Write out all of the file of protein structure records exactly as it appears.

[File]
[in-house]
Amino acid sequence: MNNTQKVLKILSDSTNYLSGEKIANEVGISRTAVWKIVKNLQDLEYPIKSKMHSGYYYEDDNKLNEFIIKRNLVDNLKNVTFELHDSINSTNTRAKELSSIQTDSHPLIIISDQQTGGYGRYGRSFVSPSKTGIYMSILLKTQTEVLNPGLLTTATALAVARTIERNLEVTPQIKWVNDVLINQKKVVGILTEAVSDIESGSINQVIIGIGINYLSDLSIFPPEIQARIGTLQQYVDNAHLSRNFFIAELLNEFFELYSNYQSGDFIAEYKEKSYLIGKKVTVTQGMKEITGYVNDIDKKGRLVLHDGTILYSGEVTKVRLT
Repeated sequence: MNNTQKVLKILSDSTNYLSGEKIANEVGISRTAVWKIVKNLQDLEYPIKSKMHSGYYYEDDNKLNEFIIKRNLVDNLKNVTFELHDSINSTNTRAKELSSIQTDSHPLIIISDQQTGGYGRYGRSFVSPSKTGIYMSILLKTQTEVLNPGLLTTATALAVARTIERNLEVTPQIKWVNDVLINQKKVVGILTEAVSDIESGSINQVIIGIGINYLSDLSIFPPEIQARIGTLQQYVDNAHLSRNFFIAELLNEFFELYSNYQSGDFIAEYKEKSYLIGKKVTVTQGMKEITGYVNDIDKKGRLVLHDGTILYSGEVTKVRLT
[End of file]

[in-house]
Amino acid sequence: MNNTQKVLKILSDSTNYLSGEKIANEVGISRTAVWKIVKNLQDLEYPIKSKMHSGYYYEDDNKLNEFIIKRNLVDNLKNVTFELHDSINSTNTRAKELSSIQTDSHPLIIISDQQTGGYGRYGRSFVSPSKTGIYMSILLKTQTEVLNPGLLTTATALAVARTIERNLEVTPQIKWVNDVLINQKKVVGILTEAVSDIESGSINQVIIGIGINYLSDLSIFPPEIQARIGTLQQYVDNAHLSRNFFIAELLNEFFELYSNYQSGDFIAEYKEKSYLIGKKVTVTQGMKEITGYVNDIDKKGRLVLHDGTILYSGEVTKVRLT
Repeated sequence: MNNTQKVLKILSDSTNYLSGEKIANEVGISRTAVWKIVKNLQDLEYPIKSKMHSGYYYEDDNKLNEFIIKRNLVDNLKNVTFELHDSINSTNTRAKELSSIQTDSHPLIIISDQQTGGYGRYGRSFVSPSKTGIYMSILLKTQTEVLNPGLLTTATALAVARTIERNLEVTPQIKWVNDVLINQKKVVGILTEAVSDIESGSINQVIIGIGINYLSDLSIFPPEIQARIGTLQQYVDNAHLSRNFFIAELLNEFFELYSNYQSGDFIAEYKEKSYLIGKKVTVTQGMKEITGYVNDIDKKGRLVLHDGTILYSGEVTKVRLT